Deploying Nessus Tenable….

I recently had the pleasure of setting up a deployment of Nessus Tenable for a client. Clearly I don’t mean pleasure or I wouldn’t be writing about it.

My first though was why would anyone want to deploy Warwick Davis?

Turns out it’s a different Tenable so here’s my way take on it.

It’s just a package in a DMG, should be easy!

So you download the installer DMG, check the SHA256 checksum and all is cool… so far so good.

Mount the DMG then check the PKG contained in it with Suspicious Package.

Again this all looks good.

So let’s drag the package out and test it works…

I deployed it with Jamf and found this in the logs;

installation failed. The installer reported: installer: Package name is Tenable Nessus Agent
installer: Certificate used to sign package is not trusted. Use --allow Untrusted to overwrite.

So digging deeper I ran Suspicious Package against the package dragged out…

So what’s going on here?

A quick search revealed some posts on Jamf Nation here and here. The first explains it all and the second has a lot of useful info. Turns out he actual PKG is a hidden file on the DMG!

So following the post copied out the actual package

cp /Volumes/Nessus\ Agent\ Install/.NessusAgent.pkg ~/Downloads/Install\ Nessus\ Agent_<version number>.pkg

and everything installs fine.

Quite why a vendor chooses to use this method of packaging a PKG is the question of the week/month/year!

Let’s get this deployed!

I wanted to get this deployed but also wanted to make a reusable method so I started with a deployment script because it is required to pass some parameters after installing to register with the cloud based console.

My client had four parameters, but looking at other posts a lot only have three.

NameContains
Group (opt)group to place device in e.g. Mac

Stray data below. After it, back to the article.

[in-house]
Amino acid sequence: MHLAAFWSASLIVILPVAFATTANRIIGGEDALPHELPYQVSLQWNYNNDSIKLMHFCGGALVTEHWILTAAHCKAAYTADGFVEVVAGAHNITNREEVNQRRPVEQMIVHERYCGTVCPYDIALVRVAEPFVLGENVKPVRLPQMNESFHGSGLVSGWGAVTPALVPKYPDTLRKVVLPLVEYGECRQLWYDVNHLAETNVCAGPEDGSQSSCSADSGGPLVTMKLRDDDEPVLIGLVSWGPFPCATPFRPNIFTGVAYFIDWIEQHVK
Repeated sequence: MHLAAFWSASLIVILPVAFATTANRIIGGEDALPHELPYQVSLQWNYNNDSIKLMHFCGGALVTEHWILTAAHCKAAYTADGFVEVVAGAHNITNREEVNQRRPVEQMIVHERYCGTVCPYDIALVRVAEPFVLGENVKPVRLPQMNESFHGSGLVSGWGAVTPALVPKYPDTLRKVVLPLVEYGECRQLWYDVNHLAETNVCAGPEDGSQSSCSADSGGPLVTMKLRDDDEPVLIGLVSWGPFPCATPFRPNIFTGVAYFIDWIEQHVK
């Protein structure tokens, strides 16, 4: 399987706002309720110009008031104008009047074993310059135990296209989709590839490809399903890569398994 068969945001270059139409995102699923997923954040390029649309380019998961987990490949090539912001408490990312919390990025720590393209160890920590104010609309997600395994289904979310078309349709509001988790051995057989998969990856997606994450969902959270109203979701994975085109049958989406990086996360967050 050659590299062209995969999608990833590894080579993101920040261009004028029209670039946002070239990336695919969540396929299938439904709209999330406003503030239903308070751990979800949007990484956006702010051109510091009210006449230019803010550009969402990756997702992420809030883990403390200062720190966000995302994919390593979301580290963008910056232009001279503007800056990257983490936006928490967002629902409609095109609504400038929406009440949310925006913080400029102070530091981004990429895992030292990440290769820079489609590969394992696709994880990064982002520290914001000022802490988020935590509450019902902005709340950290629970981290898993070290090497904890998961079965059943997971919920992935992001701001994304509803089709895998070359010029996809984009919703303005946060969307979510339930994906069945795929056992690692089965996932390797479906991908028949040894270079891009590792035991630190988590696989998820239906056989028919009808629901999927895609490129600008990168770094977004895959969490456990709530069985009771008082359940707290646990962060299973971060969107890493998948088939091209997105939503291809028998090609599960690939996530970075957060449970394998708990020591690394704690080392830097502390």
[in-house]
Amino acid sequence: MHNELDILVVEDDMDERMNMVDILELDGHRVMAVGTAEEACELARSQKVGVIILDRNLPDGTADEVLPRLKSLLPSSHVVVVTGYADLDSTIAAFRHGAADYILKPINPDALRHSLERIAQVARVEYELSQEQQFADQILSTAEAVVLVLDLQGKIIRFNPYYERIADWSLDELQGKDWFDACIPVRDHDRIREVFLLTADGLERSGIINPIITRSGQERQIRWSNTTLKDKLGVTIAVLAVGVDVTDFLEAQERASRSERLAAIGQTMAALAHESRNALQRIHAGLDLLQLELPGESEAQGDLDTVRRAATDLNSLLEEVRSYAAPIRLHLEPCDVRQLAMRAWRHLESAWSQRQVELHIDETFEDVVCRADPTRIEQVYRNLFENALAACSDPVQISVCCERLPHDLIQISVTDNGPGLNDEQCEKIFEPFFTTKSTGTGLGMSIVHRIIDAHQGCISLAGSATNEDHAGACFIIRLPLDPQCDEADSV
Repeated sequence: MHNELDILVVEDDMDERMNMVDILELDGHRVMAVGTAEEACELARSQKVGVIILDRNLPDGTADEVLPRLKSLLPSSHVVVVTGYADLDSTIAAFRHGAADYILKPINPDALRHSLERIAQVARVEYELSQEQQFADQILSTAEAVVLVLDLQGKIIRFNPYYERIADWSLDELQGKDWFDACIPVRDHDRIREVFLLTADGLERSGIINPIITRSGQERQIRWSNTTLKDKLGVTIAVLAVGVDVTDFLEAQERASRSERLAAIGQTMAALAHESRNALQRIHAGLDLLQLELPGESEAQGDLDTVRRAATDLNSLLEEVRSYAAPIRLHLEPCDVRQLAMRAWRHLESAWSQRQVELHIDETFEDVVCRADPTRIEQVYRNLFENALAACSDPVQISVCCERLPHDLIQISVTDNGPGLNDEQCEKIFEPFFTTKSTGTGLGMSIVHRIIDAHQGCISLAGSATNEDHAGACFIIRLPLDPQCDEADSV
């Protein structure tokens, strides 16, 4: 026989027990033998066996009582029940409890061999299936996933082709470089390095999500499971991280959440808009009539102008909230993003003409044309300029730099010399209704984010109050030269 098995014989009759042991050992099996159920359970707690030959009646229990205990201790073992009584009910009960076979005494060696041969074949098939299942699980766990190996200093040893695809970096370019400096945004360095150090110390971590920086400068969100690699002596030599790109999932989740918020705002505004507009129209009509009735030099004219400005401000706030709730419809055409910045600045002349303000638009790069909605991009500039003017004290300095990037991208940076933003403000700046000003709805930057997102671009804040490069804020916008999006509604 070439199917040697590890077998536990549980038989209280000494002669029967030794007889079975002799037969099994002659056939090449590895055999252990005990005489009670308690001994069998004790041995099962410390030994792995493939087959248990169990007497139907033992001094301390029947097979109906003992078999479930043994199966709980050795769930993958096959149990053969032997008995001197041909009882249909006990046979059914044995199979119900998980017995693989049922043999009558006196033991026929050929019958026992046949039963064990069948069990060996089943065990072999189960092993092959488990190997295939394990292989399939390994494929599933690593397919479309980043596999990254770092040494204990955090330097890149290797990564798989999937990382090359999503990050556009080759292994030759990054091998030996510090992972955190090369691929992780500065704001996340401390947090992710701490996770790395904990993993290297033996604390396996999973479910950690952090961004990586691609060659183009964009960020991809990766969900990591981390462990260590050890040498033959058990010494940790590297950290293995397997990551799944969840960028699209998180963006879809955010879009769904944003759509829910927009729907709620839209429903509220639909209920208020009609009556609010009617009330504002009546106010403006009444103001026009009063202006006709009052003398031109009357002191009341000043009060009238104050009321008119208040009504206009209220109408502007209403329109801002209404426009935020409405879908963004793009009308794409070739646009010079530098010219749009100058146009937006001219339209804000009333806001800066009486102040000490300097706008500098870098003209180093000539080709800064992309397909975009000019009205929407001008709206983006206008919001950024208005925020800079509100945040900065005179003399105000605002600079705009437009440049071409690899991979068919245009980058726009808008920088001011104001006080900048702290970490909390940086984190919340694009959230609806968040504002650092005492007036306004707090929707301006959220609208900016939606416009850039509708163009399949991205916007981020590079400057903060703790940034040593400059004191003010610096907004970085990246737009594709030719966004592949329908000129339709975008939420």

Keylicense key
Hostcloud URL
Port443 most probably

So in Jamf these can be set as script variables allowing more than one configuration to be used in differing policies for different client groups or organisations.

The script is a simple one and has to be run after the package is installed;

#!/bin/sh
/Library/NessusAgent/run/sbin/nessuscli agent link --groups="$4" --key="$5" --host="$6" --port="$7"
exit 0

Let’s keep an eye on it

It’s always good to know what state your fleet is at so I used the EA in the second article and it worked but returned some extra characters; so I wrote my own based upon it which returns, based on current Tenableversion, only the version number, e.g. 8.0.0

#!/bin/sh
# Check to see if Nessus Agent is installed
if [ -e /Library/NessusAgent/run/sbin/nessuscli ]; then
 NessusAgentVersion=$(/Library/NessusAgent/run/sbin/nessuscli -v | awk 'NR==1{print $4}' | sed 's/^ //')
 echo "<result>$NessusAgentVersion</result>"
 else
 echo "<result>Not installed</result>"
fi

And that’s it in a nutshell. As mentioned in the second article there may be more things to consider but for what I needed, install, register and report, this is all that is required.

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